IPTA also notes that ‘the research-based pharmaceutical industry was also recently blamed, without evidence, for abusing the innovation patent system to an extent that there was a "pressing need" to amend innovation patent system.’ I wrote about this apparently unprovoked attack by IP Australia on the innovation patent system back in September 2012, and agree completely with IPTA that no evidence has been presented to suggest that any abuses of the system are being perpetrated by the pharmaceutical industry. On the contrary, the top user of certified innovation patents in offensive litigation is Apple, while I recently uncovered evidence that uncertified innovation patents are being abused by Chinese companies in order to enhance their foreign patenting figures. Meanwhile, the bulk of innovation patents (65% in 2011) are granted to Australian companies and individuals (compared with only 10-15% of standard patents).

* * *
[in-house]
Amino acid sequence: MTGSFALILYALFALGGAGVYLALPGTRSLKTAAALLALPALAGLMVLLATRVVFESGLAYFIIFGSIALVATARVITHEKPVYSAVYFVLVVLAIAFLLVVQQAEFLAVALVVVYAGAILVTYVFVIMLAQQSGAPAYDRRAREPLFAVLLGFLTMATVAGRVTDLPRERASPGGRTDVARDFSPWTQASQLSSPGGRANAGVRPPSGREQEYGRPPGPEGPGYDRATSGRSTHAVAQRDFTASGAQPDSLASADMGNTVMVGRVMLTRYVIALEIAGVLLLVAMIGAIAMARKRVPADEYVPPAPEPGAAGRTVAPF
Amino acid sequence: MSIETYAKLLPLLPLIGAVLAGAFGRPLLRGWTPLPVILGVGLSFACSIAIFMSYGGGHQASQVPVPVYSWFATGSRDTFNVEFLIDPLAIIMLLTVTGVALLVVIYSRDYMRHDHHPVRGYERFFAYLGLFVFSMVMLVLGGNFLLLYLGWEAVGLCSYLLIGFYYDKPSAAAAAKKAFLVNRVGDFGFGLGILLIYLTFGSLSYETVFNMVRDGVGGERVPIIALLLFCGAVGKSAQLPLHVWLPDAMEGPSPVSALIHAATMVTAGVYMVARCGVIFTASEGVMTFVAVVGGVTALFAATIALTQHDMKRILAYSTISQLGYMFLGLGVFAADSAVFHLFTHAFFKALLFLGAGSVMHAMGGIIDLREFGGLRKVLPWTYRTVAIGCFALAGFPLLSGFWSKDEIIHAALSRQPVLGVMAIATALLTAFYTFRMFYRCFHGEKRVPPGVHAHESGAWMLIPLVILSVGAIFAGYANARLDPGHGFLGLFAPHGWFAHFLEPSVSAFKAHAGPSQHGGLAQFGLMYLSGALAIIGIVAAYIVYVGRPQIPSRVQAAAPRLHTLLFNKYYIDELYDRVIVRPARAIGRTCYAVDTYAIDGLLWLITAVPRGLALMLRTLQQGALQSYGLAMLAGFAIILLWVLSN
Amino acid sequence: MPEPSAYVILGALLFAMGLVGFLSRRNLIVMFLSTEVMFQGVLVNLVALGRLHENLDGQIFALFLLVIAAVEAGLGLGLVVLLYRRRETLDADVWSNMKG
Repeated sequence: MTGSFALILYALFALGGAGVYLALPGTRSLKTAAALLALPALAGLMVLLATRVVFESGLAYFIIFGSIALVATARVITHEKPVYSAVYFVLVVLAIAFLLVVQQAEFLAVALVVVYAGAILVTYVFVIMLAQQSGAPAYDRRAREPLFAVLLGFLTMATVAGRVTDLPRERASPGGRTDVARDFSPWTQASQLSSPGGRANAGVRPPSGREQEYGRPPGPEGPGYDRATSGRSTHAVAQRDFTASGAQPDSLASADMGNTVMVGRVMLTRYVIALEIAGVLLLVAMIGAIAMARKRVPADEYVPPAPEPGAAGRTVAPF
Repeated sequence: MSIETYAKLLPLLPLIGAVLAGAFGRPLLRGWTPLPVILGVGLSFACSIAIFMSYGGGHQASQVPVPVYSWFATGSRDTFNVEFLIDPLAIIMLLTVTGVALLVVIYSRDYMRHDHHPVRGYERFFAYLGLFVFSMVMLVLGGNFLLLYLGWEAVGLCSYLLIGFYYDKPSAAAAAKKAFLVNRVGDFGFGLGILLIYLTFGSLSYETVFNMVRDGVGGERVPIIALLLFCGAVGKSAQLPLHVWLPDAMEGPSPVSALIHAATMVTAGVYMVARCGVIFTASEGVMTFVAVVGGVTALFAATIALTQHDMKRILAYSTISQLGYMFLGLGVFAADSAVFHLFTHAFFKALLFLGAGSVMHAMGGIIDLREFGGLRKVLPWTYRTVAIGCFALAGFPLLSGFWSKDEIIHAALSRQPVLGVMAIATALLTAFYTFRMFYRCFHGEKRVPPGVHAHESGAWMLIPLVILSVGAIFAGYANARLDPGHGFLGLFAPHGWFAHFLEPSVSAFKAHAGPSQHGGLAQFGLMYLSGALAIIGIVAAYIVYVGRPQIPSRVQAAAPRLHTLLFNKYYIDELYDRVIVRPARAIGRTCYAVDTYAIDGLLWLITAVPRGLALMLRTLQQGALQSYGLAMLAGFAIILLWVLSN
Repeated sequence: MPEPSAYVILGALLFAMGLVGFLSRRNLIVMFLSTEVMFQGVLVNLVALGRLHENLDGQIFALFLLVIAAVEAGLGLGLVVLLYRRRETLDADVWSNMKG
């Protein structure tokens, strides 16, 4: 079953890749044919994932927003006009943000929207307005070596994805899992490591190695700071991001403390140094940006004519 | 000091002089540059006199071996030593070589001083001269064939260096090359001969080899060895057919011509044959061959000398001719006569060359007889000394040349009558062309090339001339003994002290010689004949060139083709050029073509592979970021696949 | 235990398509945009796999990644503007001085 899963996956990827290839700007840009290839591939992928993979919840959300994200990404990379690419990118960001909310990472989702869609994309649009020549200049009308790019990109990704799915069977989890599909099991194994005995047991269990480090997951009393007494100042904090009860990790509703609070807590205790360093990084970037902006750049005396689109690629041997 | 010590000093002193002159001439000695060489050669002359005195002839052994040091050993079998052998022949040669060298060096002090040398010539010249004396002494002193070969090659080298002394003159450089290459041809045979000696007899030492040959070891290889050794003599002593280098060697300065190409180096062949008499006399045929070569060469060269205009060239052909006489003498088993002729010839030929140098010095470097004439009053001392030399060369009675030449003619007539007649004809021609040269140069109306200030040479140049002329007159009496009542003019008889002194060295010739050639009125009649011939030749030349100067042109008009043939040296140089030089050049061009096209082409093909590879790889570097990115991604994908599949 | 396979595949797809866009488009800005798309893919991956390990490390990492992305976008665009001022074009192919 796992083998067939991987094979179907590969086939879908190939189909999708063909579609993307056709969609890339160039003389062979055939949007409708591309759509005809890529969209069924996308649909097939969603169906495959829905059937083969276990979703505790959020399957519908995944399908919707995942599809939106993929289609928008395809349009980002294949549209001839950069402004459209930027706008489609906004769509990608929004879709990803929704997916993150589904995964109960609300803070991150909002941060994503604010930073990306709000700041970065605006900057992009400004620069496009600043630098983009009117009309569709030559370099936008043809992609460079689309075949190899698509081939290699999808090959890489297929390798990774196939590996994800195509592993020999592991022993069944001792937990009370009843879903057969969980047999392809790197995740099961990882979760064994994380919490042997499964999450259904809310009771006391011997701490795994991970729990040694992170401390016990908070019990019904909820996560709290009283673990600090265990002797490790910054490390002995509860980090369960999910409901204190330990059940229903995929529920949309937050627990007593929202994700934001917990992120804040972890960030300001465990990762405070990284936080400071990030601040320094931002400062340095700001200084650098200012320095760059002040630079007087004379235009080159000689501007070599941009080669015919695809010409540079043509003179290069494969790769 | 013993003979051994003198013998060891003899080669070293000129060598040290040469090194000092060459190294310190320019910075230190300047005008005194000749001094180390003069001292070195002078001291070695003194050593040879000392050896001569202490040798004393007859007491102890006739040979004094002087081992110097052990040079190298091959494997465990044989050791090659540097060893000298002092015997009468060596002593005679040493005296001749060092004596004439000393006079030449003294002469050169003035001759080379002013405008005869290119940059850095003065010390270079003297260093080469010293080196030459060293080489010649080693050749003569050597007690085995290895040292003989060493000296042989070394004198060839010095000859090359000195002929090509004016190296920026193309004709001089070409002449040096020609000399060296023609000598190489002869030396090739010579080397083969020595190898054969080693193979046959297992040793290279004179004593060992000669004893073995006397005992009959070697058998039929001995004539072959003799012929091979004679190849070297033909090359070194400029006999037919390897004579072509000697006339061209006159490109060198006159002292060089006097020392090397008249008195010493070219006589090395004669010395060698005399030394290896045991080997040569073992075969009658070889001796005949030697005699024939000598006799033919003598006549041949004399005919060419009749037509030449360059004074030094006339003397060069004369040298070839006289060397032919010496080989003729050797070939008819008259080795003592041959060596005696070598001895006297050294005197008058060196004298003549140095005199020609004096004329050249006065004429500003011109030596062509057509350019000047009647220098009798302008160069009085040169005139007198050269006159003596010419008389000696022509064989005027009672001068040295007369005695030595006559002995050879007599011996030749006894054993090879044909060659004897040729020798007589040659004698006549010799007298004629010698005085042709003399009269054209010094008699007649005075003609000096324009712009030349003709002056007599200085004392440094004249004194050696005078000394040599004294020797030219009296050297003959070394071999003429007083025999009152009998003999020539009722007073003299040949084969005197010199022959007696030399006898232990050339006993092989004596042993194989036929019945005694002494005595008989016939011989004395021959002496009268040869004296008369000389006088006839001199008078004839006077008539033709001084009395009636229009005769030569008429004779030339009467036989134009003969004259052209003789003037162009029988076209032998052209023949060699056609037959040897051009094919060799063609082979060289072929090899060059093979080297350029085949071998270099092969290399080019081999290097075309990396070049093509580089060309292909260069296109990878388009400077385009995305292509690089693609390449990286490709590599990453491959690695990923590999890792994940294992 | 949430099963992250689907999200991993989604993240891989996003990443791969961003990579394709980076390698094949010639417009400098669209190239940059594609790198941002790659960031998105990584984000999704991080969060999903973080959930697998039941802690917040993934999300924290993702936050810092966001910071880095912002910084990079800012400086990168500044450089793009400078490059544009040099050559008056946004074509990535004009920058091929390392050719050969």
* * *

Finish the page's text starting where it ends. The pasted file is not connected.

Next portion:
In its submission, IPTA goes on to point out the importance of investment by research-based pharmaceutical companies to Australian universities and research institutes, as well as local pharmaceutical companies and biotech companies. Australia has been perceived as a safe place for investment, in view of the strong intellectual property protections available, and the positive messages given out by past governments. IPTA has pointed out that in countries where such protections and support do not exist, such as New Zealand, the research–based pharmaceutical companies are likely to withdraw their money.